The Buhari administration has uncovered a new set of enemies called disgruntled politicians. If you are old enough, you would easily recall that these were the same enemies identified by every military administration in the country. It was easy to picture the disgruntled politicians – men driven out of power and fenced out of power and condemned to watch their khaki clad counterparts strut the stage, savouring power and the protocol of power, enriching themselves and their families and friends. It would not be unreasonable to expect the politicians to give into the temptation of grumbling either in the privacy of their homes or where two or three of them were gathered. No grumbling could be louder than that of a former man of power fenced out of power.
They looked harmless but the generals believed that they were not that harmless because grumbling leads to disgruntlement that in turn leads to the possible eruption of anger against the government. But in all those years, I knew of no one hauled before a court charged with the offence of being a disgruntled politician. Perhaps, disgruntlement was not an offence, just an offensive indulgence by those outside the power loop. Perhaps, this was because all disgruntled politicians, sometimes also called disgruntled elements, were faceless. You did not see them but you verily knew that they were there grumbling and spreading disgruntlement.
The idea that people can be faceless appears to me to be a huge biological error in human development. God gives everyone a face, therefore, no one could be faceless except he is biological oddity. But given the nature of human jealousy, it is possible for a disgruntled politician to make himself faceless. I would imagine such people beating the path to the shrines of amadioha and other powerful gods in the pantheon of African gods to make them faceless and undetectable by the sleuths permanently in search of enemies of government. It is an interesting phenomenon.
I was surprised to see that the disgruntled politicians are still at their dirty game of creating fear in government just by reason of their being disgruntled. I thought politicians are not usually disgruntled against their fellow politicians since no politician is left out of the power loop for long. When they feel the cold of apparent abandonment, they decamp in an inventive system guaranteed to maintain the stomach infrastructure. I was wrong.
On December 23, as I was counting pennies to see if they could make a small heap for the price of a Christmas turkey, I read the notice served on the nation by Femi Adesina, senior special adviser on media to President Buhari, warning us that some disgruntled politicians were planning “to unleash a campaign of calumny against President Buhari and his office.” He said “the game plan is to launch orchestrated campaign in the days ahead, in which President Muhammadu Buhari would be portrayed as not being in charge of the country, narrative already started from a procured offshore medium by the instigators.”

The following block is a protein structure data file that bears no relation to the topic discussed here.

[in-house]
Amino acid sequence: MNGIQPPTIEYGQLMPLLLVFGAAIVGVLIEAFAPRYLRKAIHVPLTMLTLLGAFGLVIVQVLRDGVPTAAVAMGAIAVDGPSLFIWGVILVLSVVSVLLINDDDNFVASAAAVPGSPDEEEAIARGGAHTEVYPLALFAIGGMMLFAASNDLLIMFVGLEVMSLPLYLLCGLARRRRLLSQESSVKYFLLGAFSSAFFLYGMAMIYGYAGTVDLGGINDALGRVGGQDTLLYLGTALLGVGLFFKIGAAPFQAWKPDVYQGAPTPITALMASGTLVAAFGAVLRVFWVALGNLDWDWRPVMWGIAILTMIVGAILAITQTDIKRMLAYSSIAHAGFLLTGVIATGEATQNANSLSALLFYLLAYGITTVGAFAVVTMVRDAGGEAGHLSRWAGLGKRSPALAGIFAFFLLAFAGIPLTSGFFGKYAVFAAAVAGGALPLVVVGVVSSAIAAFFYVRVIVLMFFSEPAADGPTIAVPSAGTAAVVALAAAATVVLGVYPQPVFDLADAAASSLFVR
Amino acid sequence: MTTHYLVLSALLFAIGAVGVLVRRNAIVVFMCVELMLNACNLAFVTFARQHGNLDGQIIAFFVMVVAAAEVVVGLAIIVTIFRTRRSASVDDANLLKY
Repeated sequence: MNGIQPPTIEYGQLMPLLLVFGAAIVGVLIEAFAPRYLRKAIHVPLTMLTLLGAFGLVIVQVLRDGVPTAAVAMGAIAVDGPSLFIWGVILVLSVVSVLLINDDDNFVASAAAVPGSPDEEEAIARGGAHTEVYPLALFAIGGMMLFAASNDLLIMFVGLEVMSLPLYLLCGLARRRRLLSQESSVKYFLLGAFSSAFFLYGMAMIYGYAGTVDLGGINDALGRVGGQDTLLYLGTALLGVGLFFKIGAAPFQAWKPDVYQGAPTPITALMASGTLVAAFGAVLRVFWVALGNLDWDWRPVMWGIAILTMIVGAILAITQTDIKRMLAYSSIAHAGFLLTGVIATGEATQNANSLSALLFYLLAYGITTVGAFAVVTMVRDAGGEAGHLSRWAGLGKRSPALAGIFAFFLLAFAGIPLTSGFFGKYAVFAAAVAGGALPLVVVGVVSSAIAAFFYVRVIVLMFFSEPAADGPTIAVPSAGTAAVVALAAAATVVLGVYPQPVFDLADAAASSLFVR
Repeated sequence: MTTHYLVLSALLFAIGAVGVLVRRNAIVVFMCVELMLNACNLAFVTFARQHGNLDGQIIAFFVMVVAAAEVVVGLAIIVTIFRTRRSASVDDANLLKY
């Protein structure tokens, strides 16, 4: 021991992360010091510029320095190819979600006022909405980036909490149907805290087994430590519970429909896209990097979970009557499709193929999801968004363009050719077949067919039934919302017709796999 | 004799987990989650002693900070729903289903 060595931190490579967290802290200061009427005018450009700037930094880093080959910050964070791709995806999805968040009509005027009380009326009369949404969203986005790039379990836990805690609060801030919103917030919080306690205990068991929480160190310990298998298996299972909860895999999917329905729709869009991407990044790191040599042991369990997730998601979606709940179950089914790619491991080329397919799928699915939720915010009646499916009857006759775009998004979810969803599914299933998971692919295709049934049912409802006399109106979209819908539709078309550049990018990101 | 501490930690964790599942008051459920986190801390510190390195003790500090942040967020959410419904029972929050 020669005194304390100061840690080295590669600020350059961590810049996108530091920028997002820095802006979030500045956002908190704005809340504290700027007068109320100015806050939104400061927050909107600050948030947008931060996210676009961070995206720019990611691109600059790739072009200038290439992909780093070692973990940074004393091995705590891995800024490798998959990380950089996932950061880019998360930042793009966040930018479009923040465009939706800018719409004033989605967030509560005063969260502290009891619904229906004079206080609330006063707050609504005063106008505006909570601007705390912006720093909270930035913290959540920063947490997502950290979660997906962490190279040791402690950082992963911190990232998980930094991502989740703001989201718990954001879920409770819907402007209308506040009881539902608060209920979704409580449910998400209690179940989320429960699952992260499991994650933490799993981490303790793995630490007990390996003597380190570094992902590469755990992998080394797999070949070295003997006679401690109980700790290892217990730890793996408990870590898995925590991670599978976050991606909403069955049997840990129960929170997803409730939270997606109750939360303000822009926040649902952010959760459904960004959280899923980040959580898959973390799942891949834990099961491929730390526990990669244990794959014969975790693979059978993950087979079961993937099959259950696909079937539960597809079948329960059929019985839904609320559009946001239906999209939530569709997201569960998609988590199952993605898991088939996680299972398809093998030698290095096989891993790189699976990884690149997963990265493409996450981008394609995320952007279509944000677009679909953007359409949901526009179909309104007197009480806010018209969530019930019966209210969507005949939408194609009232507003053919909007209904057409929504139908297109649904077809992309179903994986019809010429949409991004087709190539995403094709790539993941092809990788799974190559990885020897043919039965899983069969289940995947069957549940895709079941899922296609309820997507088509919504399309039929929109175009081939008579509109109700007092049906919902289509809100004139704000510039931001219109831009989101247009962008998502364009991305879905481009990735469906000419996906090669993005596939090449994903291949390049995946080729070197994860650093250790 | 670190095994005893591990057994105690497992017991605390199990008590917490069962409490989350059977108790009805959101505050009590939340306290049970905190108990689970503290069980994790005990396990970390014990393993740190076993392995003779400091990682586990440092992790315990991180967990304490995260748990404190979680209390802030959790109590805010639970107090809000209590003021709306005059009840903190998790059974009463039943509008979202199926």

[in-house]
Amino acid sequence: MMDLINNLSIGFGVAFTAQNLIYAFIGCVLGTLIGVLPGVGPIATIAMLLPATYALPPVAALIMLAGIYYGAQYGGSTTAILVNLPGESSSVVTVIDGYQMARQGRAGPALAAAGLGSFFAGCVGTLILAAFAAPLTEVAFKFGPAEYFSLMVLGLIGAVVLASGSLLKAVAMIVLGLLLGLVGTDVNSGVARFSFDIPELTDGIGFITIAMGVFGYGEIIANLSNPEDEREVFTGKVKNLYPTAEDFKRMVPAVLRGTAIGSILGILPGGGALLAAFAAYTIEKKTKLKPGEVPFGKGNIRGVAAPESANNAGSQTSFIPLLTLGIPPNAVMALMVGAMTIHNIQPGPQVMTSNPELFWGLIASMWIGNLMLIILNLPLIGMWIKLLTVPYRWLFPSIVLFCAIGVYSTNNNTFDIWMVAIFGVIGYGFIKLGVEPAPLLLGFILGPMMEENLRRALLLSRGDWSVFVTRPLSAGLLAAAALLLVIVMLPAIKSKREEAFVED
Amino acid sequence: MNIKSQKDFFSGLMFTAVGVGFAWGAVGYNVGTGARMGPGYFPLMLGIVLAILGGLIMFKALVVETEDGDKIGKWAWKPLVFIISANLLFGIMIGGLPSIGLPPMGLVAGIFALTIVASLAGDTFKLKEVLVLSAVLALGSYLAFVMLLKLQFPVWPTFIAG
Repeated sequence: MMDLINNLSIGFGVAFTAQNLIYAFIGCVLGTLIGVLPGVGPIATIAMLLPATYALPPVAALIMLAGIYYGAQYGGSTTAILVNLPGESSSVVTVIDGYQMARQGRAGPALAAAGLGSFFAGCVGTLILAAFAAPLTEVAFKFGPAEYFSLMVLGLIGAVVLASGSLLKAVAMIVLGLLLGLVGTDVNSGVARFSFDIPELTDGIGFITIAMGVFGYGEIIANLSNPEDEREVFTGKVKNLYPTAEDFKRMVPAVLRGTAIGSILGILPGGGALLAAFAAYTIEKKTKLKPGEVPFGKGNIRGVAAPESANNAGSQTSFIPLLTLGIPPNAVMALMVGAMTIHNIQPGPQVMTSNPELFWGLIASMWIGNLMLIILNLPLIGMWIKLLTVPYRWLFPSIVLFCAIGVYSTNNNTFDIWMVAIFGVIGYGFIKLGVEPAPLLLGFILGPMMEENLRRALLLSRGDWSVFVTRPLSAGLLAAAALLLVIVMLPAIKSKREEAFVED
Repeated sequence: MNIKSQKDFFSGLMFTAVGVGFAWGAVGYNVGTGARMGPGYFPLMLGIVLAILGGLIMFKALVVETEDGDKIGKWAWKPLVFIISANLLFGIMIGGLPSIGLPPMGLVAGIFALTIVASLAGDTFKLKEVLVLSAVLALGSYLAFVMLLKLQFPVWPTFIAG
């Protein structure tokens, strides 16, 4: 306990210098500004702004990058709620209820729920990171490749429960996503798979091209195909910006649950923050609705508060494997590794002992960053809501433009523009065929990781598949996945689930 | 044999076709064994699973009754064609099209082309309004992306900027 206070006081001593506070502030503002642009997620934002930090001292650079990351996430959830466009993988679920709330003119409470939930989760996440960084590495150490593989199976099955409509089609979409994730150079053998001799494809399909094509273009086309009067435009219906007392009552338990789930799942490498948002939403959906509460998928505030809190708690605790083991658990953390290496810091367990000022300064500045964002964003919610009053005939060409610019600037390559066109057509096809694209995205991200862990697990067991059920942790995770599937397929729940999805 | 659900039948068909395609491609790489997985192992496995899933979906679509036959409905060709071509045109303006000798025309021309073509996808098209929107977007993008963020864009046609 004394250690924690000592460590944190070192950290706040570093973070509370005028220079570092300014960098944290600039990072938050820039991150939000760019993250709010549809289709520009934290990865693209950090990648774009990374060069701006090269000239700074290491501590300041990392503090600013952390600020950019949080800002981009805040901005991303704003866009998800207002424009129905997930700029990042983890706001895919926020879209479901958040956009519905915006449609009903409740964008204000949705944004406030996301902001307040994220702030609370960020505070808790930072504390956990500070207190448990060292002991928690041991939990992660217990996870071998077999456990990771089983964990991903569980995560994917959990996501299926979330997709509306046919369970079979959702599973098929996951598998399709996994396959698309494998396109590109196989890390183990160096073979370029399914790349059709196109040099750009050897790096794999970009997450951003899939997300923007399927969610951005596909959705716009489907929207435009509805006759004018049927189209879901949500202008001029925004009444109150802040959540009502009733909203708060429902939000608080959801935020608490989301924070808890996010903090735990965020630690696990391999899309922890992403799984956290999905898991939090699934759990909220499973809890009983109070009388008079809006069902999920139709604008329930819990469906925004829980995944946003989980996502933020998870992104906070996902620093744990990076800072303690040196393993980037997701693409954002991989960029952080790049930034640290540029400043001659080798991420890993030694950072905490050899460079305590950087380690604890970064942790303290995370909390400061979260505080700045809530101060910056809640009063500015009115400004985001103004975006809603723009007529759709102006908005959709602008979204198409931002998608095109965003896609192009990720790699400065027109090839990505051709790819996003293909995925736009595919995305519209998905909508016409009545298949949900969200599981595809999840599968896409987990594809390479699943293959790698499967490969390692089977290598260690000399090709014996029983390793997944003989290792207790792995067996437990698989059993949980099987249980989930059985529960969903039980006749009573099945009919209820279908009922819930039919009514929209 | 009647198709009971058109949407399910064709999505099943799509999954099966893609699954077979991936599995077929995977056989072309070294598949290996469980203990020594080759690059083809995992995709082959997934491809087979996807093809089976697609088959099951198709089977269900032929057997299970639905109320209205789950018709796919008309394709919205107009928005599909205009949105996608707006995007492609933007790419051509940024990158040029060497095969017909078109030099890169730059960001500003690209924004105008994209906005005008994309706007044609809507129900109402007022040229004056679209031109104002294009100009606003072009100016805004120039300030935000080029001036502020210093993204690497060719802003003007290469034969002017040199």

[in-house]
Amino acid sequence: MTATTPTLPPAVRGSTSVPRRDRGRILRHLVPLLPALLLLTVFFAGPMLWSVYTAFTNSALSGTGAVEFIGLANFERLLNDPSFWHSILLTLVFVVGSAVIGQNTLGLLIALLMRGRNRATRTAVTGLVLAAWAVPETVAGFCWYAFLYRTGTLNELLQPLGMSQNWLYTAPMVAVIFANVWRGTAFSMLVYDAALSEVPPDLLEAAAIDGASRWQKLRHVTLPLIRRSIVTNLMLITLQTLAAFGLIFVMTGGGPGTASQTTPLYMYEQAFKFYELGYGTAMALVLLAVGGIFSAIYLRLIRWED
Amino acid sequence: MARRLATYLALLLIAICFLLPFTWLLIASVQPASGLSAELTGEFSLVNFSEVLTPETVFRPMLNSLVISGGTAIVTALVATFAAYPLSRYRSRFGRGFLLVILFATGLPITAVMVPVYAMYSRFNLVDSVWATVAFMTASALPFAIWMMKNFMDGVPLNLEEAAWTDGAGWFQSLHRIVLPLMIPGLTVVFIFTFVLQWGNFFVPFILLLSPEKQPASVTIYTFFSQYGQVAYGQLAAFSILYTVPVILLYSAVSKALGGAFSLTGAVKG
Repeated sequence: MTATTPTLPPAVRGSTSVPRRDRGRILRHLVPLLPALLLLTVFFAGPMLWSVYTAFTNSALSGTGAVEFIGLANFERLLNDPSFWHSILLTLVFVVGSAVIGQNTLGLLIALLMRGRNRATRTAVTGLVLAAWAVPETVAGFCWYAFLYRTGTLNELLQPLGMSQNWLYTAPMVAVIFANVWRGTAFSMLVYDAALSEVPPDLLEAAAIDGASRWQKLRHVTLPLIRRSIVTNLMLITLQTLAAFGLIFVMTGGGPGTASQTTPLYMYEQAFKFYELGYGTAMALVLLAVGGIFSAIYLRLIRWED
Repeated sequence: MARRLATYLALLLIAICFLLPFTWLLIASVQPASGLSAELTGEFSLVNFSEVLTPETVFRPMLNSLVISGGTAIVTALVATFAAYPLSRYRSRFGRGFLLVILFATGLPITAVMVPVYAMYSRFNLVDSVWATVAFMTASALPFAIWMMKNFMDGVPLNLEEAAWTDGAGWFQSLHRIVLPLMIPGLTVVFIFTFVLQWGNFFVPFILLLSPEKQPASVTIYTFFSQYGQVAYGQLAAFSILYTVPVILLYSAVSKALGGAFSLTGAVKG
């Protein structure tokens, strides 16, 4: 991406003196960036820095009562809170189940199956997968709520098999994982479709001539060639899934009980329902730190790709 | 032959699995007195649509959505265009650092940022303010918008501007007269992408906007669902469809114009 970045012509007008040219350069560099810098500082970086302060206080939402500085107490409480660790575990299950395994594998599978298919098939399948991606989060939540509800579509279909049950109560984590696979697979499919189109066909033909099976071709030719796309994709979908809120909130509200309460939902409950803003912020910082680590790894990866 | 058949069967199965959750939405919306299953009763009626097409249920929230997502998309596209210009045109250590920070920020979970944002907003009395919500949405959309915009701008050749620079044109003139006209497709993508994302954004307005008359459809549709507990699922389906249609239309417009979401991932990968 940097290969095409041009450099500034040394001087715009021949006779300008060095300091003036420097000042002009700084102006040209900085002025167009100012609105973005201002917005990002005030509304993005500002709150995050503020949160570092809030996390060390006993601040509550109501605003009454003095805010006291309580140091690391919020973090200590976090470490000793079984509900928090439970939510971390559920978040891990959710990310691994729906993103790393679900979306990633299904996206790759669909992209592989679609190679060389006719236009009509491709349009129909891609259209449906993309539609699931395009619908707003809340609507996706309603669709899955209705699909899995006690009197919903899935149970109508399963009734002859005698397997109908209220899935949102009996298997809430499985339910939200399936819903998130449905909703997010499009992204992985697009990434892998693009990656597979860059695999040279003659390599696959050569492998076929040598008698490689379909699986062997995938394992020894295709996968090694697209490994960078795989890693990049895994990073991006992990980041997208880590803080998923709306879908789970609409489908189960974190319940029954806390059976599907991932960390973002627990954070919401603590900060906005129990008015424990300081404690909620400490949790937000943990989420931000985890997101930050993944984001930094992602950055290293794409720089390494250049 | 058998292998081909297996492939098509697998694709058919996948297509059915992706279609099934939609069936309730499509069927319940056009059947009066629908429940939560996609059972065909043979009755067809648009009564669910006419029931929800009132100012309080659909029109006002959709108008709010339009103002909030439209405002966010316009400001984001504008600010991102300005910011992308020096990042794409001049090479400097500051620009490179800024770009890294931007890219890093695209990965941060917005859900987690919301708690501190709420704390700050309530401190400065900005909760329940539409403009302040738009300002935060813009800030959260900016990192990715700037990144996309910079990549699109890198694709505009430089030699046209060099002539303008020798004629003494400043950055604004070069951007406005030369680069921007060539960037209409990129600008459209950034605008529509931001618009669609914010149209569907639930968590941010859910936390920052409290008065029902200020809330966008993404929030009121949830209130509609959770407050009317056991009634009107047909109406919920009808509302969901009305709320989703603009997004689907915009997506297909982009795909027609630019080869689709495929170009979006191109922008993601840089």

Disgruntlement has thus taken on a new character, I tell you. Adesina said those involved mean business because “money and other attractive inducements are being dangled before the online media…” Money talks, bullshit walks.
It is interesting that the mainstream media are not part of this conspiracy in the alleged campaign of calumny against the president. Attention is on the online media, obviously the more active segment of the media today. I am unwilling to bet that the disgruntled politicians and their online media men and women would not be found. Part of the reason why disgruntled politicians or elements are never found is not just because they carry the biological oddity of being faceless but more importantly because the phrase is a label. A label is quite often employed by those in power to separate the sheep of obedient supporters from the goats with a bad habit of not keeping quiet. Mee-meee-mee. Got it? Labels serve a very useful purpose because when you hang on them an individual or a group of men – not usually women – you set them up to be treated as enemies; you would then be justified to treat them for what they are – enemies.